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I think everybody on this earth has a hard journey. I think it can be frustrating to see others having fun or living a good life when we are not. Bur sooner or later their times will come. Plato said "Be kind. Everyone is fighting a hard battle." Though I agree I sometimes feel sorry for myself when my probs are at the forefront and someone else seems to be 'sailing along om smooth seas.' Take care, charlie. irina1975

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I agree everybody would need to fight a hard battle in a life time. But being young (37 yo) to have this condition is very frustrated. Everywhere is saying afib is not life threatening, so I assume myself can live up to 70 yo, so there're 33 years to suffer. I don't know how my family and kids would be affected in these many years because of my condition and the limitation and fear lurking in the backend. Everyone will die eventually, but I'd rather die in an acute disease or event when I'm 70 yo but live the other 69.99 years with peace of mind and joy instead of having this chronic condition and live 33 years of misery.

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''Does Afib affect your personality?''

Hi Surreyhunni :-) I guess it does or may seem to in a couple of ways. Firstly if I am having 'an episode 'I try to conceal it from others so may appear quieter than usual partly due to breathlessness .I also avoid strenuous activity at these times and going out.

Secondly, I have learn to be cautious and avoid stress in case it prompts an episode of AF so I now avoid arguments and may appear more 'laid back' than I once was :-)

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I am certainly the same as you in my efforts to conceal as long as possible. My husband often suspects though !

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Absolutely I do. I don’t always recognise the change immediately but when I start to question my responses the penny drops.

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I become very quiet - sometimes have a feeling of doom and gloom, I just want to sit quietly, do some deep breathing and just wait for it to pass. I also sometimes become irritably if it stops me from going out or doing something. Hubby used to fuss over me at first when I became quiet, explained how I felt so now he leaves me to it lol.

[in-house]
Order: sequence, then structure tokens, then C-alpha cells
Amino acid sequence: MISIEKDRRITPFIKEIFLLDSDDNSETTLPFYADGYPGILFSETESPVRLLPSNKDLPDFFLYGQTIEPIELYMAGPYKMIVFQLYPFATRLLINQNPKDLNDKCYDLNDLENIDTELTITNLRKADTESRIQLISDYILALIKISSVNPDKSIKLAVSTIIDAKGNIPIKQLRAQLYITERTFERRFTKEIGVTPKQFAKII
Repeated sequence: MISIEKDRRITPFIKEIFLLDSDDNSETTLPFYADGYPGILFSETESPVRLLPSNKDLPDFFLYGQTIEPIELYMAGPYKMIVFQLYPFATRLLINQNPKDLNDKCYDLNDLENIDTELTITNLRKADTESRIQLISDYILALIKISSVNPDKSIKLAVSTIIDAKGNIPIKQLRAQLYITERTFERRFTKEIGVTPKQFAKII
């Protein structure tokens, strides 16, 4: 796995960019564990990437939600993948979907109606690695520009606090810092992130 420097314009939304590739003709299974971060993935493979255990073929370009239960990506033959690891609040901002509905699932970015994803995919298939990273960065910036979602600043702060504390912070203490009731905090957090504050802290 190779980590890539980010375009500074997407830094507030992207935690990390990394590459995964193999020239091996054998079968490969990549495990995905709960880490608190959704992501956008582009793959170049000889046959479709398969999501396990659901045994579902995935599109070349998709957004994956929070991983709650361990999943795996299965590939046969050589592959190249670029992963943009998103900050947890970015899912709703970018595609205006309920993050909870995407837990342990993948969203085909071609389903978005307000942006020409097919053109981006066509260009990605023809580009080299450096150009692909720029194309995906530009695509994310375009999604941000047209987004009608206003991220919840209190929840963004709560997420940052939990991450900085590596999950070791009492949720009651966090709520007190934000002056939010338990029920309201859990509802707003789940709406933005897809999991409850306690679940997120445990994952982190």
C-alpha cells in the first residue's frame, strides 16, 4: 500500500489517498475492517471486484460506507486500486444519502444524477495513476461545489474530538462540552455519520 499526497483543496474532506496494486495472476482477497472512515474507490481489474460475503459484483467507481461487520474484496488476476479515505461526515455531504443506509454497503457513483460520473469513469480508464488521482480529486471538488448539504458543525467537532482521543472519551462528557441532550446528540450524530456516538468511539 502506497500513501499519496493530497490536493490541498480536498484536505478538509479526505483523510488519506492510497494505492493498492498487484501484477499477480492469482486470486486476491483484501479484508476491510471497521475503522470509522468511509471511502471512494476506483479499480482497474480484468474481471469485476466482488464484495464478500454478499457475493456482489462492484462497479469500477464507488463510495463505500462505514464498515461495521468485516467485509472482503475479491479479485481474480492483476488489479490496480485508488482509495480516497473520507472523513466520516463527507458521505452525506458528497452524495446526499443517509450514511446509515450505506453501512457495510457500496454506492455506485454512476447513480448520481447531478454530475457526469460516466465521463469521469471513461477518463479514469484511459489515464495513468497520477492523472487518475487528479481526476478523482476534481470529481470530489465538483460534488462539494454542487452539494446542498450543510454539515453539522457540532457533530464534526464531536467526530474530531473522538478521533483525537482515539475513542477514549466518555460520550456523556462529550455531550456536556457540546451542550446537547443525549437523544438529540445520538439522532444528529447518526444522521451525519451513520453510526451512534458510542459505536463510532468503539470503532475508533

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Spot on !

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Hi Surry, I don't think the a-fib per se changes my mood/ demeaner/etc. But I definitely feel grumpy and short-tempered when I don't feel well. I want to be left alone when I don't feel well. I don't want family/friend advice and I don't want comments that belittle how I feel. ie "Go take a walk, you'll feel better." Thinking about this question just now, I believe my 'mental' changes arise because my physical symptoms remind me of my mortality. Sometimes I find my mind running away with thoughts like I have to clean my apt,etc in case I die tonight. Intellectionally I know this is 'crazy' thinking but I usually have to take a Xanax to calm down down my runaway mind. The thing that causes this thinking at this time has more to do with the pain and sleeplessness that comes at night from my rls. I don't handle pain well. irina1975

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I'm a psychotherapist who has suffered AF attacks. I wonder if your daughter might be recognising when you're about to have an attack. I felt, in myself, that before my attacks I d periencec a kind of overall low mood and sadness that I couldn't understand. I was stressed by Xmas preparations too but the aura of sadness was a different thing.